Heaven or Las Vegas

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Heaven or Las Vegas
Cocteau Twins—Heaven or Las Vegas.jpg
Studio album by Cocteau Twins
Released 17 September 1990
Studio September Sound, Twickenham, England
Genre Dream pop
Length 37:42
Label 4AD
Producer Cocteau Twins
Cocteau Twins chronology
Blue Bell Knoll
(1988)Blue Bell Knoll1988
Heaven or Las Vegas
Four-Calendar Café
(1993)Four-Calendar Café1993

Heaven or Las Vegas is the sixth studio album by Scottish band Cocteau Twins, their last for the music label 4AD. It was released on 17 September 1990.

Despite 4AD president Ivo Watts-Russell proclaiming it one of the best-ever releases on his label, he released the group from their contract at the end of 1990 because his relationship with the band had soured.

Heaven or Las Vegas peaked at No. 7 on the UK Albums Chart and No. 99 on the Billboard 200,[1][2] becoming their most commercially successful release. It eventually sold 235,000 copies by 1996, according to Billboard.[3] The record was included in the book 1001 Albums You Must Hear Before You Die.[4]

Background and development[edit]

Cocteau Twins released their fifth album, Blue Bell Knoll, in 1988. Despite inking a major label deal with Capitol Records, the band declined to promote it extensively; no singles were issued outside of the United States and the album was not supported by a tour.[5] The band took on new familial responsibilities as bassist Simon Raymonde married his first wife, Karen, and vocalist Elizabeth Fraser was expecting her first child with guitarist and co-founder Robin Guthrie.[6] The latter's cocaine habit previously "escalated" during the recording process for Blue Bell Knoll;[7] Fraser and Raymonde believed that the new baby would prove a diversion from Guthrie's dependency and allow the pair to "play [as] happy families".[6] Their wishes did not pan out, with Guthrie relying heavily on drugs as the band developed Heaven or Las Vegas, causing him to experience "deep" paranoia and mood swings.[7][5] His relationship with Fraser grew increasingly strained as a result.[8]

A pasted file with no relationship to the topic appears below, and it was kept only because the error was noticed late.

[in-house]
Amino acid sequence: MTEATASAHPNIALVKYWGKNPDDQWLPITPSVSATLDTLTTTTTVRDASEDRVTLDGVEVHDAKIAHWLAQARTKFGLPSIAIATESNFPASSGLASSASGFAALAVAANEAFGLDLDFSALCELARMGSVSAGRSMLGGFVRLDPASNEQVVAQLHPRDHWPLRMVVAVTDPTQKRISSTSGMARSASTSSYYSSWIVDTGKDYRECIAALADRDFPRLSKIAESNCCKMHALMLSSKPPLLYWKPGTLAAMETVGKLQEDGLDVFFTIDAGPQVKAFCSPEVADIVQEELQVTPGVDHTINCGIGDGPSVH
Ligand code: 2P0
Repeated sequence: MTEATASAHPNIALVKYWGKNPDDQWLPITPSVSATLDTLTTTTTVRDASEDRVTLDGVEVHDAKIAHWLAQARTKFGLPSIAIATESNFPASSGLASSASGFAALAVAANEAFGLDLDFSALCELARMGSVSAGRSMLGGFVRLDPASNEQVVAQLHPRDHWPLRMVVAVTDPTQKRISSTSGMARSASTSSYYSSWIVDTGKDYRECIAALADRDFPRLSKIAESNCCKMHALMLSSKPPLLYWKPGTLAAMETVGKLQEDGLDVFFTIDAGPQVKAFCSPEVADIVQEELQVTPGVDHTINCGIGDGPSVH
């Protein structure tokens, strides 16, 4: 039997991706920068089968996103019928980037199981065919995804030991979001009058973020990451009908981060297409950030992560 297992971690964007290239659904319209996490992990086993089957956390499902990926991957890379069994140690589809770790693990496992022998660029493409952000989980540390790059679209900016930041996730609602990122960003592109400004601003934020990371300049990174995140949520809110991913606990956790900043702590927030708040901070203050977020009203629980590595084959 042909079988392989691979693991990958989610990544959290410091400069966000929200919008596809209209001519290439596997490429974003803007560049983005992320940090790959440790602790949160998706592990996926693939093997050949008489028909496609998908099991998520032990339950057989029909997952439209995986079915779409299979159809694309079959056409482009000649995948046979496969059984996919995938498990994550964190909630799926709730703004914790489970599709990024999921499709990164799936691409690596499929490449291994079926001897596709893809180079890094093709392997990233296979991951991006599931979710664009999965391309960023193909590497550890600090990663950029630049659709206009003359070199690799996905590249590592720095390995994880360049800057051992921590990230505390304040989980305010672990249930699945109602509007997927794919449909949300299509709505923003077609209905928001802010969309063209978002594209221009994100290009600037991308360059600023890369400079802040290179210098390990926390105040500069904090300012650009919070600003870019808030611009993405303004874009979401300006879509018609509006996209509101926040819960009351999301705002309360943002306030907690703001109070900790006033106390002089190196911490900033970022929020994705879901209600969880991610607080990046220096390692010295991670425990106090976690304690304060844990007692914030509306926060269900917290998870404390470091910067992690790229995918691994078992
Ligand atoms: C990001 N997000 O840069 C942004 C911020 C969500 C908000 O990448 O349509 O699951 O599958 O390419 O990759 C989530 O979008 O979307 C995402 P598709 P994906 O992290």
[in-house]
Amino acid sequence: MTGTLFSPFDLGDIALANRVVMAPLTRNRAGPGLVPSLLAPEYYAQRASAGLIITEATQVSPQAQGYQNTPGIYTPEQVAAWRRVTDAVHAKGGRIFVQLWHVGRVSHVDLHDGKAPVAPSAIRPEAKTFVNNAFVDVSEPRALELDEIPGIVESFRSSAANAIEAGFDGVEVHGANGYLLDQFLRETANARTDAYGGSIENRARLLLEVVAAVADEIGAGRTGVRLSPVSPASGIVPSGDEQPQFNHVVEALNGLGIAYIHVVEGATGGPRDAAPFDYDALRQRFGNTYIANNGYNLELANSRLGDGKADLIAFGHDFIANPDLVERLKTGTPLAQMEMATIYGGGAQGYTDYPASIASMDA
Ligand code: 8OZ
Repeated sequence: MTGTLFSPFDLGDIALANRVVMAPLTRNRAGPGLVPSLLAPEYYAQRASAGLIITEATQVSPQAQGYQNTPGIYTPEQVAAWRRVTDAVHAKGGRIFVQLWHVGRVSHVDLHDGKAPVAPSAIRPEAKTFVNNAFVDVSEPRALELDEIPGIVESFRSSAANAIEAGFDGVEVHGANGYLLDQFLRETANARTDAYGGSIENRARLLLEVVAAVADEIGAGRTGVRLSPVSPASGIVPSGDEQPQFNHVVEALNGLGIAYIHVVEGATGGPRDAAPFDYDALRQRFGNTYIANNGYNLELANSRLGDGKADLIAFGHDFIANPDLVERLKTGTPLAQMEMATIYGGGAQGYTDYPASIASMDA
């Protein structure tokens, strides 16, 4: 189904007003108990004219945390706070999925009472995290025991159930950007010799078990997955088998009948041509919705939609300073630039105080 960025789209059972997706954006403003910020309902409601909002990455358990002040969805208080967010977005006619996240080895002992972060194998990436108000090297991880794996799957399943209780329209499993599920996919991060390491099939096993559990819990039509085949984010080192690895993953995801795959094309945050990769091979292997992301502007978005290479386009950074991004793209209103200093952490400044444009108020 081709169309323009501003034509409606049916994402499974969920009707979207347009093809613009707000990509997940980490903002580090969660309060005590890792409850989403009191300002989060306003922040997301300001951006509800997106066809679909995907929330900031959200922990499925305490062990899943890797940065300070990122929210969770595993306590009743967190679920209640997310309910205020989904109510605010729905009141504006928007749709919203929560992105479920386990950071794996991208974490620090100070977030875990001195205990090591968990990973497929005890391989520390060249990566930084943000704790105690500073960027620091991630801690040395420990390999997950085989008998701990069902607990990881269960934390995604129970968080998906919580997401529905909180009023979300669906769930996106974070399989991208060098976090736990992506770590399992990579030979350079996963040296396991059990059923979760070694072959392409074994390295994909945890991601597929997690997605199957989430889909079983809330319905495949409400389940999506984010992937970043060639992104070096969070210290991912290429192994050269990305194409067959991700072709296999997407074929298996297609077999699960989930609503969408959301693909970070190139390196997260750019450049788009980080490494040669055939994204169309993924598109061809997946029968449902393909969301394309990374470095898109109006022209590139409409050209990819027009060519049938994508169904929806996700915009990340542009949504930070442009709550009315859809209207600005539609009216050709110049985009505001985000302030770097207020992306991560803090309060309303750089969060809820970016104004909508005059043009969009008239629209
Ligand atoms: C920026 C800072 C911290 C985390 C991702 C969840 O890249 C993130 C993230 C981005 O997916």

In September 1989, the couple welcomed their daughter, Lucy Belle;[5] Heaven or Las Vegas would eventually be released on her first birthday.[9] Regarding her pregnancy, Fraser commented that she gained clarity in perception of what mattered to her most: "Suddenly I had confidence which I'd never ever had in my life, which I consequently lost after I had the baby, because it's such a frightening experience you lose it again and you have to start over again. But it does change you".[10] Raymonde's father, Ivor Raymonde, died shortly after Lucy Belle's birth, as the band were in the middle of recording. He recounted: "I was only 27, I was still quite young and he was a very influential guy for me so that was a big blow but, looking back on it, having a major life event happening probably helped the record have that edge to it".[6]

Writing and composition[edit]

The album is noteworthy for the musical evolution that the band displayed at the time, with their work becoming more accessible. Fraser's lyrics were more intelligible; many concerned her newborn daughter Lucy Belle, particularly "Pitch the Baby", which is about her experience in giving birth and welcoming a child.[6][11] Despite a majority of Fraser's lyrics "[emerging] in alien tongues", which she sums up as "laziness" and "bad diction", she attributed the album's more identifiable words to Lucy Belle's influence.[9]